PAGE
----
RET Review Hangs Over Clean Energy Sector 1

Wednesday, February 12th, 2014
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Rumour and innuendo is causing grief in Australia’s renewable energy sector, an industry that craves certainty yet has found little in recent times.

The Abbott government’s planned review this year of the renewable energy target is fanning fierce speculation about the future of the scheme, none of it especially rosy.

There’s talk that the RET – which mandates that 20 per cent of all electricity come from renewable sources by 2020 – could be revised down, or worse still, scrapped altogether.

All the dark gossip – and so far, that’s all it is – has sent an industry familiar with investor skittishness into overdrive.

“It’s fairly paralysing,” Bloomberg New Energy Finance Australia head Kobad Bhavnagri told AAP.

“The uncertainty is nothing new, although I don’t think it’s ever been this acute.”

Analysts say businesses are finding it hard to finance projects, with investors spooked the review will lead to a policy change.  The government insists it remains committed to the RET and hasn’t announced the scope of the review, but industry isn’t too reassured by what it is hearing.

Talk of “sensible adjustments” have been sounding out from the frontbench, with mounting speculation the target could be halved.  Some of the scheme’s more strident opponents – such as veteran Nationals MP Ron Boswell – are calling on government to ditch it entirely.

Prime Minister Tony Abbott says he supports the “sensible use” of renewables, but is concerned the RET is driving up domestic power prices.

“We’ve got to accept though that in the changed circumstances of today, the renewable energy target is causing pretty significant price pressure in the system,” he said late last year.

That set alarm bells ringing, and not without reason.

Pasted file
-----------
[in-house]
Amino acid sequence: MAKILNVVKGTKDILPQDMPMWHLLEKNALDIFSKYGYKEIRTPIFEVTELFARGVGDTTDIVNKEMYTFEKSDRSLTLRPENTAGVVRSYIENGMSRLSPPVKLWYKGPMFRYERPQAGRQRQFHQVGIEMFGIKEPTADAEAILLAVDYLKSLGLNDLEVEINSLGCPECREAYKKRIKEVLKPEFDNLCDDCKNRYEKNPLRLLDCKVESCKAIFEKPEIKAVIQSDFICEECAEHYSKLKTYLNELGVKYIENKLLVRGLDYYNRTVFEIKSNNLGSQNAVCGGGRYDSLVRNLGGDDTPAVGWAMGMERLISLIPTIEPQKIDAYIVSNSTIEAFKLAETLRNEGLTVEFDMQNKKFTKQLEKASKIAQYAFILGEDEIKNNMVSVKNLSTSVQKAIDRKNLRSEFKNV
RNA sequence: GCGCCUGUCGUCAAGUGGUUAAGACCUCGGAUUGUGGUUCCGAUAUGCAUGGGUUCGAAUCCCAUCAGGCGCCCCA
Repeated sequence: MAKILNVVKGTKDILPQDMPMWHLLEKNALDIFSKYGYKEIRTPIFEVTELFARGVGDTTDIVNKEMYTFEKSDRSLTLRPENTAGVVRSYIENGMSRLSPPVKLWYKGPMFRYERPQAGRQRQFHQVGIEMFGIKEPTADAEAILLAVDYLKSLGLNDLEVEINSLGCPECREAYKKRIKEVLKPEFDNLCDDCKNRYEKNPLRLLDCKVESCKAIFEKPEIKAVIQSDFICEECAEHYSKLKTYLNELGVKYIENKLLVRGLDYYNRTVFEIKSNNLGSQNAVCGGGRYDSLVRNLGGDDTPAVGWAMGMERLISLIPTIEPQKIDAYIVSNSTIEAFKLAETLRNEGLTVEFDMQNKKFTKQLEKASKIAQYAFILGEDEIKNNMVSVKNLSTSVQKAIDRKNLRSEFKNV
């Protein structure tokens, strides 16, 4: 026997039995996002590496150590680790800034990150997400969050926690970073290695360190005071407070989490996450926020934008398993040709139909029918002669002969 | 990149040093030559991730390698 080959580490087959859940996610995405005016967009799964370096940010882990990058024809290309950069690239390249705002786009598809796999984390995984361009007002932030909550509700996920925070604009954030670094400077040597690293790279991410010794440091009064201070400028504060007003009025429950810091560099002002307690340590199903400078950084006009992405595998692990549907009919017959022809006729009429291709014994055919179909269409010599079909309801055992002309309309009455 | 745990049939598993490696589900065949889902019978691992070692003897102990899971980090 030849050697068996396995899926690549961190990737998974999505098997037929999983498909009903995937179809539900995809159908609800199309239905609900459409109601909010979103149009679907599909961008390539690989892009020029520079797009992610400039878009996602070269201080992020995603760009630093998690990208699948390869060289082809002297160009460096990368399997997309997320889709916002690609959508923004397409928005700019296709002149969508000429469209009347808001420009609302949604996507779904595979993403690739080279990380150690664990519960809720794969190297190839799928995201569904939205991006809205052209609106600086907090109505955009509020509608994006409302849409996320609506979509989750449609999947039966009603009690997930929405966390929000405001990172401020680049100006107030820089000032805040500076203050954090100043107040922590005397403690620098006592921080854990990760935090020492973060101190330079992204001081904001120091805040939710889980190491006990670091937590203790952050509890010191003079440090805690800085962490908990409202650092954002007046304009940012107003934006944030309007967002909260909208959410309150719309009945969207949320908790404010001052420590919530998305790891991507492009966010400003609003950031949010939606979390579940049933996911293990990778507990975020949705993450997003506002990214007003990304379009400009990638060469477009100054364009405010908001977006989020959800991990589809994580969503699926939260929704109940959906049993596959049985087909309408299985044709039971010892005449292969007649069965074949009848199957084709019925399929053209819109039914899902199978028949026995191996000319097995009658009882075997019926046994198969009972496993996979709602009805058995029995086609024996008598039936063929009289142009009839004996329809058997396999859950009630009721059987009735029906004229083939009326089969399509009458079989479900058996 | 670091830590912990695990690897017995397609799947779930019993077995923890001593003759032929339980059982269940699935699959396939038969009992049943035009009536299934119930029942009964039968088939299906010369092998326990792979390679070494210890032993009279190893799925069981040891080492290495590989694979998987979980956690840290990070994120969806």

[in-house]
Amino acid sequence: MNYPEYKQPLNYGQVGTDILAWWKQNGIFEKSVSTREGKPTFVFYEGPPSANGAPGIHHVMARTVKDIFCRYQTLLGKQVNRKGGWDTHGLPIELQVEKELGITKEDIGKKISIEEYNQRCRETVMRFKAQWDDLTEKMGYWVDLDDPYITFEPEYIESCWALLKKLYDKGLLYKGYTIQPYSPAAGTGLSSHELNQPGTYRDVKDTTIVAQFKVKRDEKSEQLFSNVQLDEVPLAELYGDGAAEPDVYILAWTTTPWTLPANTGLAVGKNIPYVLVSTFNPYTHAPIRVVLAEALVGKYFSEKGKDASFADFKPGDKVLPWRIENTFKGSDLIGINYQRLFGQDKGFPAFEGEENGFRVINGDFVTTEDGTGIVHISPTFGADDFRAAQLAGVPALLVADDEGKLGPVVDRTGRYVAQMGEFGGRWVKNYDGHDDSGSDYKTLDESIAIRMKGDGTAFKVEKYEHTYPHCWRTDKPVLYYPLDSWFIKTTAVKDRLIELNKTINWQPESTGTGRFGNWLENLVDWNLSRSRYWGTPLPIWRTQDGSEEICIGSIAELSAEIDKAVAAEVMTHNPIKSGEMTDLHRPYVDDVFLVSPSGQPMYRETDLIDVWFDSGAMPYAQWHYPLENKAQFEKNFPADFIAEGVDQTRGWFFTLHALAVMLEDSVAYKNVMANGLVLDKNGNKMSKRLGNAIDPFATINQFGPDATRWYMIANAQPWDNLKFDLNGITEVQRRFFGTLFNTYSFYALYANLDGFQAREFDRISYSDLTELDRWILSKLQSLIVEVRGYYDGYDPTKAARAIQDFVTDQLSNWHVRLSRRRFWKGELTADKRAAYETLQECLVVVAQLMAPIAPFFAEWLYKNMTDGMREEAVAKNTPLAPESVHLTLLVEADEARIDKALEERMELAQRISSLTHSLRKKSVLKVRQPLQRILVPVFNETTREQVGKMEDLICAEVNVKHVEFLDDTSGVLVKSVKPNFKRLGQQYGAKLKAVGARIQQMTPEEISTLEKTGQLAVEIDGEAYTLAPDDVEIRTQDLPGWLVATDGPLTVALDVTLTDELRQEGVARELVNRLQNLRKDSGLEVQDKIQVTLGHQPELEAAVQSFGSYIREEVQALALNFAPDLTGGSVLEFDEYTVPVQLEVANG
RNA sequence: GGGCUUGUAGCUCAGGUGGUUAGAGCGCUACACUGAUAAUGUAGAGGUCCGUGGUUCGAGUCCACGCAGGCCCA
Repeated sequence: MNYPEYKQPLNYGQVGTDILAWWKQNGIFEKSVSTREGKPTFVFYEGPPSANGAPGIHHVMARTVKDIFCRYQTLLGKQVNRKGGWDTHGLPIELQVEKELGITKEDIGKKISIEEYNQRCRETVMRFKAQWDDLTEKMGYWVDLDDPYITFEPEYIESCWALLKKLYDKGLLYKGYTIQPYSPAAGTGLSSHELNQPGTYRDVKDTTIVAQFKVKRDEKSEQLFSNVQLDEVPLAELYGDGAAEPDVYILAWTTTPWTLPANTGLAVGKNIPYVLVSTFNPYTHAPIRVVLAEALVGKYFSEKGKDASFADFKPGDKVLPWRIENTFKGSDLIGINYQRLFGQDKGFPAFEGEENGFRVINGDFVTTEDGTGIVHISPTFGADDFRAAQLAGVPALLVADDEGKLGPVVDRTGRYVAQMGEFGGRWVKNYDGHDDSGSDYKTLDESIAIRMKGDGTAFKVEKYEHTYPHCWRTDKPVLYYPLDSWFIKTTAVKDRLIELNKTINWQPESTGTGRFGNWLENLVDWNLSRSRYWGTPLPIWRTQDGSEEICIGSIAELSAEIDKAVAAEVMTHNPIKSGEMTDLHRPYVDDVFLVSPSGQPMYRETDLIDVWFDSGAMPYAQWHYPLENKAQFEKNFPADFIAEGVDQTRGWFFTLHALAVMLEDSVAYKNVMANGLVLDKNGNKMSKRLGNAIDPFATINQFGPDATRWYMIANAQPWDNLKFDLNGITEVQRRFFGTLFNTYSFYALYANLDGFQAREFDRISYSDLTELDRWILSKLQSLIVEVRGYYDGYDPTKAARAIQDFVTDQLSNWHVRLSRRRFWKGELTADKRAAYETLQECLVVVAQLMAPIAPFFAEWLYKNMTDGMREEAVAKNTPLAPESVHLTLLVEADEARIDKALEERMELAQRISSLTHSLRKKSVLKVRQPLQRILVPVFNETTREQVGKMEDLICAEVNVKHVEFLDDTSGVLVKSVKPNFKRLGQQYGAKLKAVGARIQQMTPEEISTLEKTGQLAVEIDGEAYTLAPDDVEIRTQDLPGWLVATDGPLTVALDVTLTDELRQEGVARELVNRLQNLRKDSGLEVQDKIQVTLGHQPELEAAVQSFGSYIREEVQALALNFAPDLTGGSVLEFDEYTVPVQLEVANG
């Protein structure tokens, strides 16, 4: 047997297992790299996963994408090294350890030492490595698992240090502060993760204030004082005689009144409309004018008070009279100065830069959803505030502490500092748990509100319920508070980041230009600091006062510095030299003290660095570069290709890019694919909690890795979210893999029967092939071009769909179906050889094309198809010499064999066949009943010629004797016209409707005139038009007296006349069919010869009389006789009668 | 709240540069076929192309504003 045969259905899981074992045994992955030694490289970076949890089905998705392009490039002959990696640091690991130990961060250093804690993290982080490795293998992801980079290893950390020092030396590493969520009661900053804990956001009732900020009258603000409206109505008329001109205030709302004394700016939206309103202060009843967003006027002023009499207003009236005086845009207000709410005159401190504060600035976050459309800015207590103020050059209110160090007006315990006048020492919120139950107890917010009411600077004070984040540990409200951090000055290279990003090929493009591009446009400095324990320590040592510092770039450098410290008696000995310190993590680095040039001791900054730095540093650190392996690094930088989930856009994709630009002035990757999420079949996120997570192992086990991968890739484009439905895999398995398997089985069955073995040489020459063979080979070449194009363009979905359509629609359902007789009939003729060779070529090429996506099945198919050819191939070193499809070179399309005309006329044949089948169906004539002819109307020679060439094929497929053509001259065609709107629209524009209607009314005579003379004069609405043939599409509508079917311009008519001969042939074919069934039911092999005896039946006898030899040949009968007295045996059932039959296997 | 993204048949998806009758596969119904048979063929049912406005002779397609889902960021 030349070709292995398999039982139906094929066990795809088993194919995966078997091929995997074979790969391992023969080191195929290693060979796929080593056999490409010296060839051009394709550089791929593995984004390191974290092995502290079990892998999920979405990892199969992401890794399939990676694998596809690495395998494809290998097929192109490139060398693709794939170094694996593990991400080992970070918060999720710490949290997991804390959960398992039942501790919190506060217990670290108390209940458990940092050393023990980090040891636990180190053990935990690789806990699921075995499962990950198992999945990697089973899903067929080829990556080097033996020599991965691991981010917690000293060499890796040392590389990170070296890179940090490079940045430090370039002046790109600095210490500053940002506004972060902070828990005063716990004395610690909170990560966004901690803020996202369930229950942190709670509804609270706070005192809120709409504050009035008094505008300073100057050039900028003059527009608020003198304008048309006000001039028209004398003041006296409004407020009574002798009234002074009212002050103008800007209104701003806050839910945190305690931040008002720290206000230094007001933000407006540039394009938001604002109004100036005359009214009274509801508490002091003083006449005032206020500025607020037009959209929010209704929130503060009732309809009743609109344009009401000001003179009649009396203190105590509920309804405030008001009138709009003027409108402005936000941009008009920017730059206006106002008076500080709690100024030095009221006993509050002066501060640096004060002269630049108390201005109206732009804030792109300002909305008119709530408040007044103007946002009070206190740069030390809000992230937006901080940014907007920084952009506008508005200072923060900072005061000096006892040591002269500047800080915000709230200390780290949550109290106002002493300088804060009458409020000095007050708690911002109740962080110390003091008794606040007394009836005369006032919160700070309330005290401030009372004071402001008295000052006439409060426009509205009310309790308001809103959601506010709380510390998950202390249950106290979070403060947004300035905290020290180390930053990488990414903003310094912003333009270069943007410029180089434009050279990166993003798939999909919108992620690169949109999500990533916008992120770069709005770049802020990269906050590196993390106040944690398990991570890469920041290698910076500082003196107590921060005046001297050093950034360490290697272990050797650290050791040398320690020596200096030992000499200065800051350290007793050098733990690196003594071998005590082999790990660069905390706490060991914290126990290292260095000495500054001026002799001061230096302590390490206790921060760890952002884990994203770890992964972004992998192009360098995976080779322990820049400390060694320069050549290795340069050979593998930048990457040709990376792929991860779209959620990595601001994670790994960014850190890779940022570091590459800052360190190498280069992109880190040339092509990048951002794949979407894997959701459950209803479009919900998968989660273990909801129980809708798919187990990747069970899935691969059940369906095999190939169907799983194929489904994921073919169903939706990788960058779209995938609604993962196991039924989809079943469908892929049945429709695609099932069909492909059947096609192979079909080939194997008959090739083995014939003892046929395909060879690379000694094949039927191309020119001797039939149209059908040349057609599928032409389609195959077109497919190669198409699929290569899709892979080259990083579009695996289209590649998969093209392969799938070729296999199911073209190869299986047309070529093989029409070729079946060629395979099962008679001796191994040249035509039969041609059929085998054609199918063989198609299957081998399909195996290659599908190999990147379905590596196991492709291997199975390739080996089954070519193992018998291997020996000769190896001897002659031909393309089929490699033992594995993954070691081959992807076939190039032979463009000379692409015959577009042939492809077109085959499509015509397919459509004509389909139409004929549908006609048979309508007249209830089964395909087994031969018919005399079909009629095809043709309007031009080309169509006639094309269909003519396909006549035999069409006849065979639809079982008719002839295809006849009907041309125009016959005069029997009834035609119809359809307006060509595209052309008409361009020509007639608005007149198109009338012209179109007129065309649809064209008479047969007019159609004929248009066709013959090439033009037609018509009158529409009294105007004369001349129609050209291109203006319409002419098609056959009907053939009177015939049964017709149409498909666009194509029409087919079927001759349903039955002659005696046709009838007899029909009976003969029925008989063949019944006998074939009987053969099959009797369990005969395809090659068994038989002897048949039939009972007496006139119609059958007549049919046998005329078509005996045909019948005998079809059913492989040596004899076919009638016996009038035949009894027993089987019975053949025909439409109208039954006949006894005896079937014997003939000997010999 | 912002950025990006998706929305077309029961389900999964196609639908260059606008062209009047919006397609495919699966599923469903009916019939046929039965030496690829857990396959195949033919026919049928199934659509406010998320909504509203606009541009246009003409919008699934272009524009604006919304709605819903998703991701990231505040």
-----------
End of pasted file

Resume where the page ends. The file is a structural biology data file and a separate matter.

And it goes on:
Since being elected, the government has cut $435 million from the nation’s clean energy agency ARENA, and ordered the $10 billion Clean Energy Finance Corporation to stop financing renewable projects.

But energy analysts agree abolishing the RET would be truly disastrous for the renewables sector in Australia.

“If the renewable energy target… were to be abolished tomorrow, investment in large-scale renewables would cease and the majority of companies concerned with that would close,” Bhavnagri said.

The importance of the scheme to the industry can’t be underestimated.

Clean Energy Council CEO Kane Thornton said the RET has underpinned the entire renewables industry in Australia for the past decade, creating thousands of jobs and driving billions in investment.

“Every large-scale project built in Australia has been built as a result of the RET,” he told AAP.

The figures speak for themselves. Australian businesses and households alike have a proven appetite for renewables.

By the end of 2011, about $10.5 billion had been invested in large-scale renewable energy projects such as wind and solar farms.

Just last month, the government’s Clean Energy Regulator announced that Australia had installed more than two million small-scale renewable energy systems like solar panels.

More and more renewable energy is being generated at a time when – for the first time in decades – demand for electricity is actually falling in Australia.